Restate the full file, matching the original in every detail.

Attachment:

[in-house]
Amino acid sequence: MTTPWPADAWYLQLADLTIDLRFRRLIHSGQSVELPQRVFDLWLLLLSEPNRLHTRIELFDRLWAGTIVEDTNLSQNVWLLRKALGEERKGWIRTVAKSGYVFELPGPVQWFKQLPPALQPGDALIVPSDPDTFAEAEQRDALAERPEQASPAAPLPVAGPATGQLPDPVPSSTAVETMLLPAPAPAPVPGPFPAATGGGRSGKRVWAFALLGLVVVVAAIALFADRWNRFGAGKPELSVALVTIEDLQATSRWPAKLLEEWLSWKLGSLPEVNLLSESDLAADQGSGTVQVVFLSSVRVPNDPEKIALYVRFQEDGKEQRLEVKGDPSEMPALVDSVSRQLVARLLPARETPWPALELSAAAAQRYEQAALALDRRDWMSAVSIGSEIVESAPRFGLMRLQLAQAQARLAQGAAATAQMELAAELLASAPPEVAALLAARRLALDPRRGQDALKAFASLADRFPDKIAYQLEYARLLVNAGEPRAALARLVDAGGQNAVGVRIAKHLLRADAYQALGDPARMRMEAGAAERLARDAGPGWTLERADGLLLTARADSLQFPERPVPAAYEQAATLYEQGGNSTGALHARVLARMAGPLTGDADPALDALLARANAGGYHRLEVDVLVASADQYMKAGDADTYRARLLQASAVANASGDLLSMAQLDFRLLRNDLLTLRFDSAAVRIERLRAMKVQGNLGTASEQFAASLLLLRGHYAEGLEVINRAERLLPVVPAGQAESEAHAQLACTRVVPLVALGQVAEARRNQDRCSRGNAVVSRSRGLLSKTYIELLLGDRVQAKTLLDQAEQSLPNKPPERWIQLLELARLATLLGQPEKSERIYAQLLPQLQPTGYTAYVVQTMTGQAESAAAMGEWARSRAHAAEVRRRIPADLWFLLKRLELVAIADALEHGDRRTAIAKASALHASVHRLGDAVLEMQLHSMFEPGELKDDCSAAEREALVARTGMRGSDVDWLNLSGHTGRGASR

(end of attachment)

[in-house]
Amino acid sequence: MTTPWPADAWYLQLADLTIDLRFRRLIHSGQSVELPQRVFDLWLLLLSEPNRLHTRIELFDRLWAGTIVEDTNLSQNVWLLRKALGEERKGWIRTVAKSGYVFELPGPVQWFKQLPPALQPGDALIVPSDPDTFAEAEQRDALAERPEQASPAAPLPVAGPATGQLPDPVPSSTAVETMLLPAPAPAPVPGPFPAATGGGRSGKRVWAFALLGLVVVVAAIALFADRWNRFGAGKPELSVALVTIEDLQATSRWPAKLLEEWLSWKLGSLPEVNLLSESDLAADQGSGTVQVVFLSSVRVPNDPEKIALYVRFQEDGKEQRLEVKGDPSEMPALVDSVSRQLVARLLPARETPWPALELSAAAAQRYEQAALALDRRDWMSAVSIGSEIVESAPRFGLMRLQLAQAQARLAQGAAATAQMELAAELLASAPPEVAALLAARRLALDPRRGQDALKAFASLADRFPDKIAYQLEYARLLVNAGEPRAALARLVDAGGQNAVGVRIAKHLLRADAYQALGDPARMRMEAGAAERLARDAGPGWTLERADGLLLTARADSLQFPERPVPAAYEQAATLYEQGGNSTGALHARVLARMAGPLTGDADPALDALLARANAGGYHRLEVDVLVASADQYMKAGDADTYRARLLQASAVANASGDLLSMAQLDFRLLRNDLLTLRFDSAAVRIERLRAMKVQGNLGTASEQFAASLLLLRGHYAEGLEVINRAERLLPVVPAGQAESEAHAQLACTRVVPLVALGQVAEARRNQDRCSRGNAVVSRSRGLLSKTYIELLLGDRVQAKTLLDQAEQSLPNKPPERWIQLLELARLATLLGQPEKSERIYAQLLPQLQPTGYTAYVVQTMTGQAESAAAMGEWARSRAHAAEVRRRIPADLWFLLKRLELVAIADALEHGDRRTAIAKASALHASVHRLGDAVLEMQLHSMFEPGELKDDCSAAEREALVARTGMRGSDVDWLNLSGHTGRGASR